Regulation of Connected-Car Data
As car technology evolves and grows more sophisticated, privacy concerns regarding data ownership and usage continue to be hotly debated by various entities, including federal agencies and consumer advocate groups.
The federal law under the 2015 Driver Privacy Actxiv states in part, that information generated by event data recorders (EDR) belongs to the vehicle's owner/lessee and also placed limitations on data retrieval and usage of EDR data. Currently, 17 statesxv have enacted legislation specifically regarding EDRs and privacy. Unlike telematics devices that record data for a long period of time, EDRs are typically designed to record temporarily in a continuous loop until a crash event occurs, much like the "black boxes" embedded in airplanes.
In 2016, the most recent wave of legislation regarding vehicle-generated data began to address, in part, not only data from EDRs but also telematics data collected from embedded sensors and modules that are more sophisticated than the early EDRs.
This year, ISO continued its monitoring of and research into autonomous and semiautonomous vehicles and how they could potentially affect property/casualty insurance. To that end, ISO launched a research study in mid-2016, the findings of which can be found on ISO's Autonomous Vehicles Resource Center.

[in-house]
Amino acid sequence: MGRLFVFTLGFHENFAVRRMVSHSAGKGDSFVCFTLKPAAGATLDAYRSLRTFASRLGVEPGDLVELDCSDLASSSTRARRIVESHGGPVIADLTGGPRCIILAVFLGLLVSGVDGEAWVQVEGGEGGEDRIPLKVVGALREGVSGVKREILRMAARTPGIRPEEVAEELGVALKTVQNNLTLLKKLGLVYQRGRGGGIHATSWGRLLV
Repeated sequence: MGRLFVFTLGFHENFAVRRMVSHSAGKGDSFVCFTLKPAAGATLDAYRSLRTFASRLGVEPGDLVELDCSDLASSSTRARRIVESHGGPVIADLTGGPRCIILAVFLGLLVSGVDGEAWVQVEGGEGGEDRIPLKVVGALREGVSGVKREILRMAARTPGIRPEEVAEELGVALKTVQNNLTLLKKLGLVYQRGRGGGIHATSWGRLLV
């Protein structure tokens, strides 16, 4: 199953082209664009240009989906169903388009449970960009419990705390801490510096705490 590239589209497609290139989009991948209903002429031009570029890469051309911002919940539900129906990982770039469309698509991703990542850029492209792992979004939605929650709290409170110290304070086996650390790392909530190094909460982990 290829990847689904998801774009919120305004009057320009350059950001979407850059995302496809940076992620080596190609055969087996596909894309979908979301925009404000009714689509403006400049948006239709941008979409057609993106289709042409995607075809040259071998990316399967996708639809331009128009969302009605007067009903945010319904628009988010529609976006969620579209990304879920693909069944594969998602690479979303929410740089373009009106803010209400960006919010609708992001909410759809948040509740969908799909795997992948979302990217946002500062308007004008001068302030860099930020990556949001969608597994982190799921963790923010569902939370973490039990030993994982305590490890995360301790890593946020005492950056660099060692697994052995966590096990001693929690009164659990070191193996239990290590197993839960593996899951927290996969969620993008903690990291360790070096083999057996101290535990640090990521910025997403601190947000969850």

Ridesharing and Home Sharing
Book a cleaning service, borrow a neighbor's ladder, request a car ride, rent out an apartment—all from your smartphone. The so-called "sharing economy" has made headline-grabbing incursions into industries from taxi cabs to hotels. The sharing economy is made possible because of digital platforms such as Airbnb, Uber, and TaskRabbit that connect providers of goods and services directly with consumers. These providers are often private individuals, not businesses.
The potential liability exposures connected to such platforms have posed unique challenges for the property/casualty industry. Topping the list among sharing-economy businesses that pose new liability concerns are ridesharing and home sharing.
Chances are, you've taken a ridesharing trip at least once. And even if you haven't, you've probably heard about ridesharing services like Uber and Lyft. By late 2015, about 15 percent of Americansxvi reported using a ridesharing service at least once and about half the country has heard about them.